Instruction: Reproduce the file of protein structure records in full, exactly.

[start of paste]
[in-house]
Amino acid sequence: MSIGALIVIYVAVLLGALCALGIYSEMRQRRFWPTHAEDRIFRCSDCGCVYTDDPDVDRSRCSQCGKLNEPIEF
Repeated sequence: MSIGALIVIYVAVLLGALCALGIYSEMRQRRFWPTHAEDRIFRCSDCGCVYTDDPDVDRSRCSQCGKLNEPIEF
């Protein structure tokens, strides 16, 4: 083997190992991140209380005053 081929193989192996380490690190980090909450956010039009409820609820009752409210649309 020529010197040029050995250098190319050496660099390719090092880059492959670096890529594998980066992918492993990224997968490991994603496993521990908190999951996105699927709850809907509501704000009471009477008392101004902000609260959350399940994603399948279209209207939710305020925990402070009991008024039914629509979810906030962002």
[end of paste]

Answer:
[in-house]
Amino acid sequence: MSIGALIVIYVAVLLGALCALGIYSEMRQRRFWPTHAEDRIFRCSDCGCVYTDDPDVDRSRCSQCGKLNEPIEF
Repeated sequence: MSIGALIVIYVAVLLGALCALGIYSEMRQRRFWPTHAEDRIFRCSDCGCVYTDDPDVDRSRCSQCGKLNEPIEF
């Protein structure tokens, strides 16, 4: 083997190992991140209380005053 081929193989192996380490690190980090909450956010039009409820609820009752409210649309 020529010197040029050995250098190319050496660099390719090092880059492959670096890529594998980066992918492993990224997968490991994603496993521990908190999951996105699927709850809907509501704000009471009477008392101004902000609260959350399940994603399948279209209207939710305020925990402070009991008024039914629509979810906030962002």